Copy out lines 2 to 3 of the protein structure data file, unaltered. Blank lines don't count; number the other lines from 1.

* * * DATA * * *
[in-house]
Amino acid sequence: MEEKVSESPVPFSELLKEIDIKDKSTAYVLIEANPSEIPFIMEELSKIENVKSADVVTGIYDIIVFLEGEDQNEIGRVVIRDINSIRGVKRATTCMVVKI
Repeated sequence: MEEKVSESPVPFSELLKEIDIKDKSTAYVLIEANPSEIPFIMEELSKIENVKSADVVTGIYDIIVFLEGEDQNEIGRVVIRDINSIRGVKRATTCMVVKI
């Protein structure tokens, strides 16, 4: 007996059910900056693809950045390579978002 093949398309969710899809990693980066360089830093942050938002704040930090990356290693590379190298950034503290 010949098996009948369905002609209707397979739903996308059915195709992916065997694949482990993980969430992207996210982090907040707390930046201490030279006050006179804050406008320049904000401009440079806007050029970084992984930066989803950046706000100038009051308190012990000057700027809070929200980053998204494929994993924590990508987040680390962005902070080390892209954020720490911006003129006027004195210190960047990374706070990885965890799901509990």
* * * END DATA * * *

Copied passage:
Amino acid sequence: MEEKVSESPVPFSELLKEIDIKDKSTAYVLIEANPSEIPFIMEELSKIENVKSADVVTGIYDIIVFLEGEDQNEIGRVVIRDINSIRGVKRATTCMVVKI
Repeated sequence: MEEKVSESPVPFSELLKEIDIKDKSTAYVLIEANPSEIPFIMEELSKIENVKSADVVTGIYDIIVFLEGEDQNEIGRVVIRDINSIRGVKRATTCMVVKI